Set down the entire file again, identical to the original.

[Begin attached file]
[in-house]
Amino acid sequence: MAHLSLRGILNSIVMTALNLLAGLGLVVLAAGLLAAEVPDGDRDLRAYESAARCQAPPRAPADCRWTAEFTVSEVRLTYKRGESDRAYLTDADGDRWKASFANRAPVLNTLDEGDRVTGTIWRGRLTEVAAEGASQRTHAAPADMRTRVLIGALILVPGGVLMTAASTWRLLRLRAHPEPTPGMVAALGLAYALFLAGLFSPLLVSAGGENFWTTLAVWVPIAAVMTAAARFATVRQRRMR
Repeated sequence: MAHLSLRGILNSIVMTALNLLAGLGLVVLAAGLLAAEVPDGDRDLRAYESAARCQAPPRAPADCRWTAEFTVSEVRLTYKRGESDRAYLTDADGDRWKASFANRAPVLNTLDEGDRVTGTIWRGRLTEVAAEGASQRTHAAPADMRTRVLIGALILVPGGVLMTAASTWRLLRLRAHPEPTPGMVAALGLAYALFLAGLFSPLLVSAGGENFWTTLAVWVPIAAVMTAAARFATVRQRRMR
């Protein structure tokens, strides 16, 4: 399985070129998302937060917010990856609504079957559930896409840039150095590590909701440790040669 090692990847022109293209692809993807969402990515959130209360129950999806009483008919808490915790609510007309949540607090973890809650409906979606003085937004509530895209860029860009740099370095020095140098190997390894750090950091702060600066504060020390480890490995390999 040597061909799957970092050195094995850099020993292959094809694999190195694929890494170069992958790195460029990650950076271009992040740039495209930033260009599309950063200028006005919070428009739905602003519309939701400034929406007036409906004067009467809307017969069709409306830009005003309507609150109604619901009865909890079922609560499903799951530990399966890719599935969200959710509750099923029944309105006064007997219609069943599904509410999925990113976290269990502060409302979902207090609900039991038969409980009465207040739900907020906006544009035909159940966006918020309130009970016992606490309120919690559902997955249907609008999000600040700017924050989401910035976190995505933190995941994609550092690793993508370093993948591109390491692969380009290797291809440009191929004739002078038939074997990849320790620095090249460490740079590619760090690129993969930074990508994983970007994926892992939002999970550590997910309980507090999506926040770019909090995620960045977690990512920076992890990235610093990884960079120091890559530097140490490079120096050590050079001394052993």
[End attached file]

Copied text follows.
[in-house]
Amino acid sequence: MAHLSLRGILNSIVMTALNLLAGLGLVVLAAGLLAAEVPDGDRDLRAYESAARCQAPPRAPADCRWTAEFTVSEVRLTYKRGESDRAYLTDADGDRWKASFANRAPVLNTLDEGDRVTGTIWRGRLTEVAAEGASQRTHAAPADMRTRVLIGALILVPGGVLMTAASTWRLLRLRAHPEPTPGMVAALGLAYALFLAGLFSPLLVSAGGENFWTTLAVWVPIAAVMTAAARFATVRQRRMR
Repeated sequence: MAHLSLRGILNSIVMTALNLLAGLGLVVLAAGLLAAEVPDGDRDLRAYESAARCQAPPRAPADCRWTAEFTVSEVRLTYKRGESDRAYLTDADGDRWKASFANRAPVLNTLDEGDRVTGTIWRGRLTEVAAEGASQRTHAAPADMRTRVLIGALILVPGGVLMTAASTWRLLRLRAHPEPTPGMVAALGLAYALFLAGLFSPLLVSAGGENFWTTLAVWVPIAAVMTAAARFATVRQRRMR
């Protein structure tokens, strides 16, 4: 399985070129998302937060917010990856609504079957559930896409840039150095590590909701440790040669 090692990847022109293209692809993807969402990515959130209360129950999806009483008919808490915790609510007309949540607090973890809650409906979606003085937004509530895209860029860009740099370095020095140098190997390894750090950091702060600066504060020390480890490995390999 040597061909799957970092050195094995850099020993292959094809694999190195694929890494170069992958790195460029990650950076271009992040740039495209930033260009599309950063200028006005919070428009739905602003519309939701400034929406007036409906004067009467809307017969069709409306830009005003309507609150109604619901009865909890079922609560499903799951530990399966890719599935969200959710509750099923029944309105006064007997219609069943599904509410999925990113976290269990502060409302979902207090609900039991038969409980009465207040739900907020906006544009035909159940966006918020309130009970016992606490309120919690559902997955249907609008999000600040700017924050989401910035976190995505933190995941994609550092690793993508370093993948591109390491692969380009290797291809440009191929004739002078038939074997990849320790620095090249460490740079590619760090690129993969930074990508994983970007994926892992939002999970550590997910309980507090999506926040770019909090995620960045977690990512920076992890990235610093990884960079120091890559530097140490490079120096050590050079001394052993």